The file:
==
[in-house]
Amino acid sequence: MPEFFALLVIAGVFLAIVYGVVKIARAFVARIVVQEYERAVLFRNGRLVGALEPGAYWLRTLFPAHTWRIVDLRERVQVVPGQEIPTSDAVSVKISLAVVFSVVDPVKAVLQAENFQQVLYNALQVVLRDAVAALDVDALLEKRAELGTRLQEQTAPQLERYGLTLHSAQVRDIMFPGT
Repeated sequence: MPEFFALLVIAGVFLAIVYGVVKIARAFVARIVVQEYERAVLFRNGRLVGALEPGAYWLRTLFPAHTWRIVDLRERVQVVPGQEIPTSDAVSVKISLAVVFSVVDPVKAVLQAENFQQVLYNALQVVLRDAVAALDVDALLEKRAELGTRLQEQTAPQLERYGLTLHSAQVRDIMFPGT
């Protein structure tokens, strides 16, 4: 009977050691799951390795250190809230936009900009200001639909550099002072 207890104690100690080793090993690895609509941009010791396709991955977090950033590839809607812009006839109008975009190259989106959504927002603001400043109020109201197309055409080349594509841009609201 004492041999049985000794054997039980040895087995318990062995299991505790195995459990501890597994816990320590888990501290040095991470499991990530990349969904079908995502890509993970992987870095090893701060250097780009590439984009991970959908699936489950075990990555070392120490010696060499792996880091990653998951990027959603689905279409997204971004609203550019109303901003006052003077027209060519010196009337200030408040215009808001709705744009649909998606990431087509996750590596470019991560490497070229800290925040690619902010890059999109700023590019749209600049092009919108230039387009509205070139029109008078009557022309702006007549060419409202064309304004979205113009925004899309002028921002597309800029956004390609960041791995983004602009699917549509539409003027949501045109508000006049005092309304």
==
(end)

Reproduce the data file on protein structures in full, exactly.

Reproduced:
[in-house]
Amino acid sequence: MPEFFALLVIAGVFLAIVYGVVKIARAFVARIVVQEYERAVLFRNGRLVGALEPGAYWLRTLFPAHTWRIVDLRERVQVVPGQEIPTSDAVSVKISLAVVFSVVDPVKAVLQAENFQQVLYNALQVVLRDAVAALDVDALLEKRAELGTRLQEQTAPQLERYGLTLHSAQVRDIMFPGT
Repeated sequence: MPEFFALLVIAGVFLAIVYGVVKIARAFVARIVVQEYERAVLFRNGRLVGALEPGAYWLRTLFPAHTWRIVDLRERVQVVPGQEIPTSDAVSVKISLAVVFSVVDPVKAVLQAENFQQVLYNALQVVLRDAVAALDVDALLEKRAELGTRLQEQTAPQLERYGLTLHSAQVRDIMFPGT
């Protein structure tokens, strides 16, 4: 009977050691799951390795250190809230936009900009200001639909550099002072 207890104690100690080793090993690895609509941009010791396709991955977090950033590839809607812009006839109008975009190259989106959504927002603001400043109020109201197309055409080349594509841009609201 004492041999049985000794054997039980040895087995318990062995299991505790195995459990501890597994816990320590888990501290040095991470499991990530990349969904079908995502890509993970992987870095090893701060250097780009590439984009991970959908699936489950075990990555070392120490010696060499792996880091990653998951990027959603689905279409997204971004609203550019109303901003006052003077027209060519010196009337200030408040215009808001709705744009649909998606990431087509996750590596470019991560490497070229800290925040690619902010890059999109700023590019749209600049092009919108230039387009509205070139029109008078009557022309702006007549060419409202064309304004979205113009925004899309002028921002597309800029956004390609960041791995983004602009699917549509539409003027949501045109508000006049005092309304």